Last week, I went outside to grab a few shots of the moon – what brought me out was the unusual blue color of the sky as dusk was setting in.
As I gazed (or reflected 😉 ) it reminded me of El Greco’s painting, View From Toledo (below), which has been in the news this week because next month marks the 400th anniversary of El Greco’s passing (article here) – (b. 1541 – d. 1614)
So when the word for the photo challenge turned out to be “reflections” – the moon pictures I took came to mind right away – because the shine of the moon is actually just reflected sunlight (or retro-reflection).
Below is a photo (with an added reflection) of the famous painting called View of Toledo (which is housed at the MET).
The artist, Domenikos Theotokopoulos, or El Greco (The Greek), had a preference for using slender and tall shapes or figures in his work, which yielded elongated compositions. Some say this was due to vision problems – like he possibly had astigmatism, but many scholars agree it was more of a style preference because…
El Greco used his art to “dramatize rather than to describe.”
In this emblematic landscape – we see the artist’s take of the city of Toledo, Spain, which was one of the largest cities in Europe during the late 1500’s. El Greco creates a unique feel as he rearranges buildings and some (to the left) appear to almost float on a cloud.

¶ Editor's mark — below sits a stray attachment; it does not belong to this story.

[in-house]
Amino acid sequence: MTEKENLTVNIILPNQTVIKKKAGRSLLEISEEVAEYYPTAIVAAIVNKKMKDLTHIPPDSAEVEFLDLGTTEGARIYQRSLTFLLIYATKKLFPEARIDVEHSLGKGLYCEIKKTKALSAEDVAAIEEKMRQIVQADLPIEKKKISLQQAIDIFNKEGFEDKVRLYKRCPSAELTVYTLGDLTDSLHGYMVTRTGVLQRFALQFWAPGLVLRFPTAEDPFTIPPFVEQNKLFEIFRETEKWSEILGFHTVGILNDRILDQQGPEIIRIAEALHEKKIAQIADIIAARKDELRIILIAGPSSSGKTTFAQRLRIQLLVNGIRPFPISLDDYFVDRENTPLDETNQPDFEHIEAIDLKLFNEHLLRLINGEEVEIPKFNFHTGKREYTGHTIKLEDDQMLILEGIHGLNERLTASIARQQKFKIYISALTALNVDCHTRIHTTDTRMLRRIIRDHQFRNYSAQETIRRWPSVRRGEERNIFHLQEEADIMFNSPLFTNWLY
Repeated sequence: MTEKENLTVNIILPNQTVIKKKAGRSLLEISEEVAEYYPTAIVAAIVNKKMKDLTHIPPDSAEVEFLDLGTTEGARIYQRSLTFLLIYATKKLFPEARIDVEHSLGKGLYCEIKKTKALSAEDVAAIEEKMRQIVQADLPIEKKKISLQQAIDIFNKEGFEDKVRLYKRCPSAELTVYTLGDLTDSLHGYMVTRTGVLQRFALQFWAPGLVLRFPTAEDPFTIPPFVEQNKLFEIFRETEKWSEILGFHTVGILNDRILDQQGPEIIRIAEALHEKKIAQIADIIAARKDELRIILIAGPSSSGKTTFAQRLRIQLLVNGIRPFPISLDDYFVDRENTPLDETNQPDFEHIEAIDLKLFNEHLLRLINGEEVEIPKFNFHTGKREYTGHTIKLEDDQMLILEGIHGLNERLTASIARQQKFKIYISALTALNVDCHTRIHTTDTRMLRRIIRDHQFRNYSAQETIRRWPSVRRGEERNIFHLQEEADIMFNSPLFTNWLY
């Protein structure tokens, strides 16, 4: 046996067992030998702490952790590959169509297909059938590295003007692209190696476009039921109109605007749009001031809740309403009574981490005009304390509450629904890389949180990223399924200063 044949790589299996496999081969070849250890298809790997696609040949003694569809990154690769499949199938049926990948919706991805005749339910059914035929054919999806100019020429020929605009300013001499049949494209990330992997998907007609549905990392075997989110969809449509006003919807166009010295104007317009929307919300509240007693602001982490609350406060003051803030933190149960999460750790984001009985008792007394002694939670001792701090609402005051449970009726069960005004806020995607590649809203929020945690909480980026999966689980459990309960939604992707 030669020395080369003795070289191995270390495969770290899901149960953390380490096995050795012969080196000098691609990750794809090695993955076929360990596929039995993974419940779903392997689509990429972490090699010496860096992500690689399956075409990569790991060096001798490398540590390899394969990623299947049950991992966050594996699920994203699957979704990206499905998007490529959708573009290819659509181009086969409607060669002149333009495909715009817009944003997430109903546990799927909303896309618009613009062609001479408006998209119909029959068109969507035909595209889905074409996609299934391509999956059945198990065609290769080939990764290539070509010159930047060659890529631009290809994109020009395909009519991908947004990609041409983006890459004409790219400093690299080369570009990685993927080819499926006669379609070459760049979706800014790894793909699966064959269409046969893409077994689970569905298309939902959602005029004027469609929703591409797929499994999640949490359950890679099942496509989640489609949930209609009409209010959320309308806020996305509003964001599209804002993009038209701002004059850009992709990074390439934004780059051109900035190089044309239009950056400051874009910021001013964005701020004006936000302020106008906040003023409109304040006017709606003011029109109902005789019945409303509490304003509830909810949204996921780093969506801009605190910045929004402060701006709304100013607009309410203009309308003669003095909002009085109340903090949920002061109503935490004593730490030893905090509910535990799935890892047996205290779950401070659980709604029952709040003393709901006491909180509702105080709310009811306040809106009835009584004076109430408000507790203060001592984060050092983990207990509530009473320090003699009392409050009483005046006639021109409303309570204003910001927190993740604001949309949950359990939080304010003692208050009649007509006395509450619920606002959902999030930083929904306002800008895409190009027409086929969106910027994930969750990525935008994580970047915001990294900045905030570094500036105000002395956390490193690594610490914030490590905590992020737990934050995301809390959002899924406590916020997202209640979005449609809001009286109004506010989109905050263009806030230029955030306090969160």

El Greco is also known for his symbols and I once heard someone call him the “hospital and church” painter, which is likely why he added so many religious themes to his work. It was because he was commissioned to make art pieces for the most reflective and contemplative of all locations — hospitals and churches — which are usually places of sobering wake-up calls!!! And both (hospitals and churches) are places that can lead to types of healing (or wait, sadly – sometimes both places also can cause damage – but I digress….)
Did you know…
some say this painting – View of Toledo – is grouped with the world’s top five “most famous skies” in paintings? It sits right up there with the beloved Starry Night.
Did you also know that the entire city of Toledo (Spain) is considered a national monument? Check out this video for more from – Rick Steves:
And lastly, did you know that the city of Toledo – here in the United States – the beautiful one in Ohio (click on the photo for more info) – well did you know that the view of this city is looking up?
Toledo, Ohio has been experiencing economical growth from solar energy – and that is something worth reflecting on – moving from rust-belt manufacturing to innovative sunlight research!!!
This is linked to the daily post weekly photo challenge, which is reflections.
22 thoughts on “Weekly photo challenge: Reflections (View of Toledo)”
Wow. I love this post because not only because you captured the moon so well (and I’ve tried with my paltry photographic skills but because your post ties everything together seamlessly. I love art and now I’m enlightened about El Greco. I certainly had no idea that View of Toledo was ranked in top five of sky paintings. A most dramatic sky.